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Destinations, Dreams and Dogs - International adventure with a fast-track family (& dogs) of Old World values, adopting the Russian-Italian-American good life on the go…!

Cannibalism in Krasnodarsky Krai

russian-orphansPeople, I can’t make up this stuff. I don’t want to invent stories like these because I understand that every country has its fair share of “crazies”.


As an adoptive parent of older children from Russia, I have monitored with interest the idea that life for a Russian child is better in Russia. I would need to disagree on that one.  Big time.

As a Russian-American adoptive parent, I can tell anyone and everyone that my children knew very little of Russian foods, culture and even language before they came home to roost in our home. Strange, but true.

Not to mention love.

In our boys’ case, we took them to a regional Russian restaurant for pelemeni, the delicious steamed Siberian dumplings eaten in broth, or examwith butter, or with smetana (sour cream). When our girls came along, I brought them to our Russian apartment and prepared the pelemeni, myself. Not one of them had ever eaten the popular dumpling dish. And they were older children, preteens.

The same with piroshki, the small, baked dough pies, often in a crescent, half-moon shape and stuffed with cabbage and onion, mushroom or meat fillings. Absolutely delicious, but unknown to the kids.

The same with vegetables, which necessitated our youngest daughter’s inquiry: “What are those green things?” pointing to the foreign-looking peas which I had spooned onto her plate.

“Garoxee,” (peas) I explained.

fresh-veggies“I don’t do peas,” she dismissed them.

“You do now,” I smiled, as she took her first bite, eyes widening in amazement at their sweet tastiness.

Butter helped.

Our kids knew nothing of Russian history, politics, ballet, writers or composers. Their Russian language abilities were substandard since nobody ever corrected their mistakes as a parent would. In essence, Russian life came alive once the children were removed from Russia….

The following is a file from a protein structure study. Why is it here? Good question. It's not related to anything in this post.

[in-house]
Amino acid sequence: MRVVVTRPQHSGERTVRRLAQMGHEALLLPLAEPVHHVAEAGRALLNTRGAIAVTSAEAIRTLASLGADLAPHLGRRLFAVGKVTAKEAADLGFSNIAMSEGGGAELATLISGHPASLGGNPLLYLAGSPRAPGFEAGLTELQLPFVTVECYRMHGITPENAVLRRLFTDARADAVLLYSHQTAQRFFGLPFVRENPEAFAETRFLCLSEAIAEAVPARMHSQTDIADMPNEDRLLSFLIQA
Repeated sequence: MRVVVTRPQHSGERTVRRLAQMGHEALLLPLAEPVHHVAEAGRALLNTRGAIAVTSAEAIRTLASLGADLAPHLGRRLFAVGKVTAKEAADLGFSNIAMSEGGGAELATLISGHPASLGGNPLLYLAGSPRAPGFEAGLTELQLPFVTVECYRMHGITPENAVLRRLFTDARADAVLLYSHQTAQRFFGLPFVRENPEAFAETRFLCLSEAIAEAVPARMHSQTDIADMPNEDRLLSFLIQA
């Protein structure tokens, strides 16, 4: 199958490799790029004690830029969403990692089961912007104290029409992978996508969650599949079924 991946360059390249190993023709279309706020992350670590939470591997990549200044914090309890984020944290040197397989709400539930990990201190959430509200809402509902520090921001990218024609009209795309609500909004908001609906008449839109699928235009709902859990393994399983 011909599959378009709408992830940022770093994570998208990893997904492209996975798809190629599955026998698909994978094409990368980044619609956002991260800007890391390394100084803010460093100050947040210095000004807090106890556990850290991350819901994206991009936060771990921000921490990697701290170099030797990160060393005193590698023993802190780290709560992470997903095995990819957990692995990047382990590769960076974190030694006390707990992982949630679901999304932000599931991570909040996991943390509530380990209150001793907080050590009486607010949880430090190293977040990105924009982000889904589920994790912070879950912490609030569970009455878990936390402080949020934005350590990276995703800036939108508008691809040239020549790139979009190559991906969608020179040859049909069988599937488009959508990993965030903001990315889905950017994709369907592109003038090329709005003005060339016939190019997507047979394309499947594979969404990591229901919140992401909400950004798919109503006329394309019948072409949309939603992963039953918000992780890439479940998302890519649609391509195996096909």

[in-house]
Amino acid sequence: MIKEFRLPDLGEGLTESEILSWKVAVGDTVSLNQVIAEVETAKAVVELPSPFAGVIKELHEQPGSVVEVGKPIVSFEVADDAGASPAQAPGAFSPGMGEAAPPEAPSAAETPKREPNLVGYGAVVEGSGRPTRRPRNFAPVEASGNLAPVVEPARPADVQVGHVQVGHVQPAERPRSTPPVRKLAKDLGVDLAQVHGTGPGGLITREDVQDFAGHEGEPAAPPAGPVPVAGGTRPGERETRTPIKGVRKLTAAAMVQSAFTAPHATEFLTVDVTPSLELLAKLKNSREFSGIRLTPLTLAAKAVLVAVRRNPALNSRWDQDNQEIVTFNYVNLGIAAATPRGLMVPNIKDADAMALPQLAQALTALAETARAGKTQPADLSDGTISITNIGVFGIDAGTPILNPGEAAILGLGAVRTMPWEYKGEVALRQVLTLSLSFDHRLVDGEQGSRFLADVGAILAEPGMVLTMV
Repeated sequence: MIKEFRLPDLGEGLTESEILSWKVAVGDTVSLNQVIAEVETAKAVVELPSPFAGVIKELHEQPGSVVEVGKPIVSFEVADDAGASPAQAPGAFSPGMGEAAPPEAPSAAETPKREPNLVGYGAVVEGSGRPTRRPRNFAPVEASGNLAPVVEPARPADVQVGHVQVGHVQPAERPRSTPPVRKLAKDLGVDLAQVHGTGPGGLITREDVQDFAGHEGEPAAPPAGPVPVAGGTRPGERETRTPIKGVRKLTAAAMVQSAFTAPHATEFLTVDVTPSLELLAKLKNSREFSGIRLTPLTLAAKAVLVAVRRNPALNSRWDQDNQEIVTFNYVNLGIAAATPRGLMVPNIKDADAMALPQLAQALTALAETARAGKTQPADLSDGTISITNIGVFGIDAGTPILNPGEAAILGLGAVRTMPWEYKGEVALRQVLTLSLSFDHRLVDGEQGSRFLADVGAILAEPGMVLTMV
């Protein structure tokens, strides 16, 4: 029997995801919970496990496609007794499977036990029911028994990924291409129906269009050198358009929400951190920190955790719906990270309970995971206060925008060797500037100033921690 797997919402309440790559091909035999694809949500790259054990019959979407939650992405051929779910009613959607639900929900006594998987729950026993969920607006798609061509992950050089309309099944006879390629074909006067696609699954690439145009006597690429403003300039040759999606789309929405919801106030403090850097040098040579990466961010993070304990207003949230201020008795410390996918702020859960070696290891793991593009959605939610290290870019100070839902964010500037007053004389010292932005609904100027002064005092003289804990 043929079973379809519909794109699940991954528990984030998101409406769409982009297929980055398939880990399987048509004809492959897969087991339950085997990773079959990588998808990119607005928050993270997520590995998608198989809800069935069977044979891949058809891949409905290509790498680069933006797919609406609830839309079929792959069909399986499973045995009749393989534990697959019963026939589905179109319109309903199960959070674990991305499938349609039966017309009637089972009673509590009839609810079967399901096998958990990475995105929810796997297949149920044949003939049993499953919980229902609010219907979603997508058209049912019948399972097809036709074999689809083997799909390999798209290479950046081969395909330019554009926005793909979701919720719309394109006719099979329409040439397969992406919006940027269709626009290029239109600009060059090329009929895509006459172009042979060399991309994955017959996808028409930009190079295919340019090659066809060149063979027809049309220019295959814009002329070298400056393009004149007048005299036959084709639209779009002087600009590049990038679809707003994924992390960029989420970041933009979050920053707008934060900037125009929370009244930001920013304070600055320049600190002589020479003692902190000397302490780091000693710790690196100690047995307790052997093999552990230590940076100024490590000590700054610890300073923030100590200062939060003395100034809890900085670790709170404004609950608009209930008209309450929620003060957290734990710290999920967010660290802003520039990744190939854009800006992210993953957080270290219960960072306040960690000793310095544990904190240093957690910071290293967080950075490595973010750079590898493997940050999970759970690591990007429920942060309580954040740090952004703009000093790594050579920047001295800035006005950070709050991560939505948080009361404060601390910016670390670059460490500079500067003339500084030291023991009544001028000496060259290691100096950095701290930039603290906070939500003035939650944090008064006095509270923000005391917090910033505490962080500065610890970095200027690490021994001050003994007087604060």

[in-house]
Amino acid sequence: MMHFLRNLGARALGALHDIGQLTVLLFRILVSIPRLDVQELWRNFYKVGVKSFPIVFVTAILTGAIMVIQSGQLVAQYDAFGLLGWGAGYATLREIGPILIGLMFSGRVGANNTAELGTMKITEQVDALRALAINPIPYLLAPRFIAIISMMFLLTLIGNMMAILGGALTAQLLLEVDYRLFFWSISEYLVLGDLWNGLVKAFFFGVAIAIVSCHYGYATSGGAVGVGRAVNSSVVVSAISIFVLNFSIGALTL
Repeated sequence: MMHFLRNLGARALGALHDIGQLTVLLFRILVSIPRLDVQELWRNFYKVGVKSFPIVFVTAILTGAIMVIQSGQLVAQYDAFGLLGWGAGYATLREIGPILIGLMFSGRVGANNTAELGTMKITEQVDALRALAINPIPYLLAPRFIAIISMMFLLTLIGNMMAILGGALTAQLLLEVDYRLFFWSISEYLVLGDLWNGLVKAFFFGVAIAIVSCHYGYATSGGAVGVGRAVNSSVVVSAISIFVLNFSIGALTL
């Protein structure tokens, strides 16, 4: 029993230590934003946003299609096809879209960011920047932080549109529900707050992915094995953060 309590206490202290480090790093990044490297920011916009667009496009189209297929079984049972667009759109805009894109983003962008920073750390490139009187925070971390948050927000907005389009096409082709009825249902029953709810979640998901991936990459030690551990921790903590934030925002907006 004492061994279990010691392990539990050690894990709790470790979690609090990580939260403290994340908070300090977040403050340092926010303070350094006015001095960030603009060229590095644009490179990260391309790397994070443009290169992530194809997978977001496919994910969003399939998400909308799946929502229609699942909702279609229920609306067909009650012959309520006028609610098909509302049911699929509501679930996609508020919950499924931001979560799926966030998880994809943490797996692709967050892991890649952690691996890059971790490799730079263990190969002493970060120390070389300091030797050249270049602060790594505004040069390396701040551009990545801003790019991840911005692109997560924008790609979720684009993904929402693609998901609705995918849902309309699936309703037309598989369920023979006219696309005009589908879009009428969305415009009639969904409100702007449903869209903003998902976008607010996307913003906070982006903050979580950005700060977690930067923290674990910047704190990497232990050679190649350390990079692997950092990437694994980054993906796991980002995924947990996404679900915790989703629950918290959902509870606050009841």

Sure, maybe the kids could have thrived there if Russians had adopted them, but that wasn’t happening. Russians wanted children of their own, or at the very least, a baby of someone else’s, not an older child. When the fostering system started as adoptions to other countries ceased, it became very clear that Russian families thought nothing of returning “damaged goods” to the orphanage, returning kids in droves.

As foreigners, we were warned to never even think of such a thing. Over the years, one or two famous “returnee” cases had been prominentlykrasnodar-23 featured in the news. There were others that only those of us closely connected with Russian events knew about. It was known to happen, very frequently with Russians and upon occasion with foreigners who felt they had been duped into accepting children who were extremely neurologically impaired.

The Ministry of Education which oversaw adoptions wished to impress upon us that life was better in Russia. If they were to allow us to adopt one of their “gems”, it was only due to the largesse of their soul. And they rarely made mention of the horrific conditions that landed the children in the orphanage in the first place.

Over the years, we journeyed to numerous Russian cities and provinces, so many beautiful locations. One that I jetted into alone had a traveler’s advisory issued by the US State Department that it was too dangerous for Americans to visit. Yet, I went. Our daughters were there.

Another area that I remember with fondness was Krasnodar in the south of Russia. A lovely area with bookstores, outdoor markets, indigenous eateries and delightful parks either with a church or a cafe in the center, and generally, both.

cannibalAnd now the news hits. I try to ignore it, but the reports from a few months back seem to be true: a Krasnodar couple practicing cannibalism for about 20 years has chopped up and eaten about 30 persons reported missing. Turns out that the guy’s cell phone had been found on a city street and, as most would do in order to learn the owner’s identity, the finder flipped through photos on the phone.

The photos showed human body parts being popped in the owner’s mouth, tasty delicacies. Cannibalism. The finder rushed the phone to police and they located the owner, apprehending the cannibalistic couple.

As I mentioned before, every country has its share of crazies. But this? No, no, no.

Meanwhile, Russia is said to be entertaining the idea of reopening international adoption as long as they can assure that the children will be treated properly. Americans are said to be a dangerous bunch.

According to an investigative journalism piece in The Moscow Times by Yulia Latynina published on December 25, 2012: “Obviously, the official statistic that a child is 39 times more likely to die if adopted by Russian parents is an understatement. We know that the real numbers are much higher.”


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